Amazon men in their 80s have the arteries of Americans in their 50s
Lancet study shows diet low on processed carbs, sugar, cholesterol, while active living boosts heart health
The Tsimane living in the Amazon have the lowest reported levels of age-related hardening of the arteries in the world, say researchers who encourage Westerners to learn from these Bolivian rainforest inhabitants.
Atherosclerosis was thought to be a natural part of aging. Even Egyptian mummies have shown signs of plaque buildup in the arteries.
For the study in Friday's medical journal The Lancet, cardiologists focused their low-radiation CT scanners on the Tsimane, a forager-horticulturalist population that eats mainly wild, lean game, plantain, rice and maize, and fruits and nuts.
The findings were presented Friday at the American College of Cardiology's scientific meeting in Washington.
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For a U.S. middle-aged man, the chance of having calcium in heart arteries is about equal to his age, and women in the U.S. trail that by 10 years, said study author Dr. Gregory S. Thomas, medical director of the Long Beach Memorial Medical Center in California.
Thomas didn't believe anthropologists who have worked closely with the Tsimane for nearly 20 years when they told him they suspected Indigenous Brazilians had no age-related atherosclerosis, so researchers designed a study to test it out.
Anthropology Prof. Hillard Kaplan of the University of New Mexico and his team asked 705 adults averaging age 58 to travel for days by boat and SUV out of the rainforest, and get scanned for coronary blockages. They also had their weight, age, blood pressure, cholesterol, blood glucose and inflammation markers checked.
Kaplan said undertaking the study involved fostering a special relationship with the Tsimane over decades.
"They trust us that we really do care about their best interests. Our arrangement with the tribal council is that we provide medical assistance regardless of whether you're involved in our study."
Nearly nine in 10 Tsimane had no risk of heart disease (596 of 705 people, or 85 per cent), 13 per cent had low risk and three per cent had moderate or high risk, according to the Lancet study.
Among those 75 or older, nearly two-thirds (31 of 48, or 65 per cent) had almost no risk and eight per cent had moderate or high risk — the lowest recorded levels of coronary artery disease of any population, the researchers said.
"We're just thrilled with the results," Thomas said, given its implications for slowing the progression of atherosclerosis.
Thomas said he was so impressed with the findings that he said even he would start doubling the amount of exercise he does.
Source of pride
The average man in the study does 17,000 steps a day and a woman does 16,000, mostly from walking to farm, hunt, fetch water and parent large families, Thomas said.
It's remarkable that the Tsimane's rate of progression of aging-related atherosclerosis can be so slow in their 80s, Thomas and Kaplan said.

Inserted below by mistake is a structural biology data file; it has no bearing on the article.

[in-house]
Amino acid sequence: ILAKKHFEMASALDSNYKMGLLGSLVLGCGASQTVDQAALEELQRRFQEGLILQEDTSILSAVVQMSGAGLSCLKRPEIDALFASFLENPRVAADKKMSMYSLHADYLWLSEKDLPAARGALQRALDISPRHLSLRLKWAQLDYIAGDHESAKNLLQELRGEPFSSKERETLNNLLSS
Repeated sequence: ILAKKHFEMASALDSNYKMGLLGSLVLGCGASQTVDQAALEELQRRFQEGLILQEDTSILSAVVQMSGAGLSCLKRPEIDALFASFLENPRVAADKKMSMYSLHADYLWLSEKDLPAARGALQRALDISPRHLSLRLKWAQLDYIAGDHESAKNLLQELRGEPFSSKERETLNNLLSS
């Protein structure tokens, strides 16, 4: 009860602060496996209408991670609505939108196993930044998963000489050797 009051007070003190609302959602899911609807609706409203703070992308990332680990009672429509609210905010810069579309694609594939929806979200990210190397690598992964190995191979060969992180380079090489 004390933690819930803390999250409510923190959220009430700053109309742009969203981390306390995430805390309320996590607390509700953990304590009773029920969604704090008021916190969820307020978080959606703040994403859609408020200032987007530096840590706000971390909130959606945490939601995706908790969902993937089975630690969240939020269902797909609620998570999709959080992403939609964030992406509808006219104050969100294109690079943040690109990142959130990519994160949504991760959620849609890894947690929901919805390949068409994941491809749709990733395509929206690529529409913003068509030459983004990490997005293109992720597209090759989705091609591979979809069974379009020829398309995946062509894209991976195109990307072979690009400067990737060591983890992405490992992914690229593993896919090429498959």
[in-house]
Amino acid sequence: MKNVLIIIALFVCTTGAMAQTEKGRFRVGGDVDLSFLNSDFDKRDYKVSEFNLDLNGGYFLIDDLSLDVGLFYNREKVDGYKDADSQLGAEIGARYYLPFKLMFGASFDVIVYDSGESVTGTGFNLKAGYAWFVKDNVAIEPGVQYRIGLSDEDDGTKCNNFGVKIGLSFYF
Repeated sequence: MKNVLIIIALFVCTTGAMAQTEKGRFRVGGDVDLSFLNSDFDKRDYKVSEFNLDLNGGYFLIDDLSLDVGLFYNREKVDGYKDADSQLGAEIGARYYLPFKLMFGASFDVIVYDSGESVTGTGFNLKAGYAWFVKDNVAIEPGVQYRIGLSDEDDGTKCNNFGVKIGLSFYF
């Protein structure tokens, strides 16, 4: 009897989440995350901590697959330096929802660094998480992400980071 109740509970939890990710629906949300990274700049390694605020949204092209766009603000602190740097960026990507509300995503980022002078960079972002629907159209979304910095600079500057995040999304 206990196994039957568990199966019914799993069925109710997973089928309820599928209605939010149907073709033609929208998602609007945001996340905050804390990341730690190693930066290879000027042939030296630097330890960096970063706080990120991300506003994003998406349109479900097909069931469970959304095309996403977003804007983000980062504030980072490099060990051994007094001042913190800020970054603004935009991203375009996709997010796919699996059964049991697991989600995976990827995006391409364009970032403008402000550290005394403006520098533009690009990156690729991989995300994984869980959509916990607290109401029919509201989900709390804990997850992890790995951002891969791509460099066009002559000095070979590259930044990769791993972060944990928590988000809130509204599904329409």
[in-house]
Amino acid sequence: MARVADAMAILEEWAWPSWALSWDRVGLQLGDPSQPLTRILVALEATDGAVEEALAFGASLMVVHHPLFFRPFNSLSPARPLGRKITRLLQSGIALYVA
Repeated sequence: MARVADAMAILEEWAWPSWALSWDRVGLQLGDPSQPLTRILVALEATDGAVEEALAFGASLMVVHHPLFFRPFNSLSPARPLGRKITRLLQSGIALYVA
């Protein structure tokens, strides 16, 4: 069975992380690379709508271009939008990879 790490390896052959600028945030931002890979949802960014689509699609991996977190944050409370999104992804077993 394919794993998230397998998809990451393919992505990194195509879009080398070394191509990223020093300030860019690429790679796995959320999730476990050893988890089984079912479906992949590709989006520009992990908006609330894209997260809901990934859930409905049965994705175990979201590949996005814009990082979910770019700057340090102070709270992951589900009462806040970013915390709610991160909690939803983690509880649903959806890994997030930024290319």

The researchers found the average 80-year-old Tismane has the arteries of an American in his 50s.
"They're changing slowly, but what we're seeing is the beginnings of changes in their physiology," Kaplan said.
About 17 per cent of their diet is wild game, such as peccary (a species of wild pig), monkey, rodents, deer and pheasant-like birds, so they eat very lean meat and their diet is low in saturated fat. Another seven per cent of their food intake is freshwater fish, including piranha and large catfish. They get the bulk of their other calories from plants, many of them very high in fibre.
While cause of death of Egyptian mummies isn't clear, heart attacks are rare among Tsimane, said study co-author Michael Gurven, a professor of anthropology at the University of California Santa Barbara.
"Lifestyle does matter," Gurven said. "Take the big picture — what are the little things we can do that might make a difference? Some of them aren't new, like not smoking. That's a big one. But even in terms of what we eat, if we eliminated soda and eliminated sugar, that could go a long way potentially."
While highly processed foods now make up more than half of the average Canadian family's food purchases, experts advise urgent changes to fight rising rates of obesity, including cooking wholesome ingredients from scratch with a close eye on portion sizes.
Gurven's suggestions to squeeze in more physical activity include:
- Take the stairs.
- Improvise a standing desk.
- Cut back on sedentary time.
Cardiologists not involved in the research agree up to 80 per cent of premature heart disease and stroke is preventable through lifestyle behaviours.
The Tsimane enjoy a vibrant culture with improving rates of death and infectious diseases, but often face discrimination for their lifestyle from others in the Bolivian society, the anthropologists said.
"When we present some of these types of findings, the Tsimane take pride in it," Gurven said.
Canada lacks prevalence data nationally or provincially on atherosclerosis, according to Heart & Stroke, a non-profit charity. Statistics Canada reports more than 1,600 deaths per year from atherosclerosis.
In response to the mummy findings, the British Heart Foundation noted calcified arteries could also be caused by other ailments.